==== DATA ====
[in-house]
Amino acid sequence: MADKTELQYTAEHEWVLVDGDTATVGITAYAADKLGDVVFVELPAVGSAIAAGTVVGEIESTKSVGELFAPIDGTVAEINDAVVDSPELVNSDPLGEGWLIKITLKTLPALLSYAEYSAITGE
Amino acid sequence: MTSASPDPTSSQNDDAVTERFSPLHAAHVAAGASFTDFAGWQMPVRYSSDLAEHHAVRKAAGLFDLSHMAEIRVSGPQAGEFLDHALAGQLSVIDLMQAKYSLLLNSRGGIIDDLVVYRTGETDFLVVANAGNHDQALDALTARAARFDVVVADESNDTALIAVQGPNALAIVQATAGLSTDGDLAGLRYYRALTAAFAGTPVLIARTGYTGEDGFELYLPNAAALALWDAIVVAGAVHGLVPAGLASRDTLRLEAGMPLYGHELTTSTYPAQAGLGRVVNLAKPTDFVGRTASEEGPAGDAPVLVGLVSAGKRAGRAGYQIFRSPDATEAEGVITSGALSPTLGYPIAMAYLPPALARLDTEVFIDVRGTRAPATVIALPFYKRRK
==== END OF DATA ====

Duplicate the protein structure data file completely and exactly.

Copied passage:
[in-house]
Amino acid sequence: MADKTELQYTAEHEWVLVDGDTATVGITAYAADKLGDVVFVELPAVGSAIAAGTVVGEIESTKSVGELFAPIDGTVAEINDAVVDSPELVNSDPLGEGWLIKITLKTLPALLSYAEYSAITGE
Amino acid sequence: MTSASPDPTSSQNDDAVTERFSPLHAAHVAAGASFTDFAGWQMPVRYSSDLAEHHAVRKAAGLFDLSHMAEIRVSGPQAGEFLDHALAGQLSVIDLMQAKYSLLLNSRGGIIDDLVVYRTGETDFLVVANAGNHDQALDALTARAARFDVVVADESNDTALIAVQGPNALAIVQATAGLSTDGDLAGLRYYRALTAAFAGTPVLIARTGYTGEDGFELYLPNAAALALWDAIVVAGAVHGLVPAGLASRDTLRLEAGMPLYGHELTTSTYPAQAGLGRVVNLAKPTDFVGRTASEEGPAGDAPVLVGLVSAGKRAGRAGYQIFRSPDATEAEGVITSGALSPTLGYPIAMAYLPPALARLDTEVFIDVRGTRAPATVIALPFYKRRK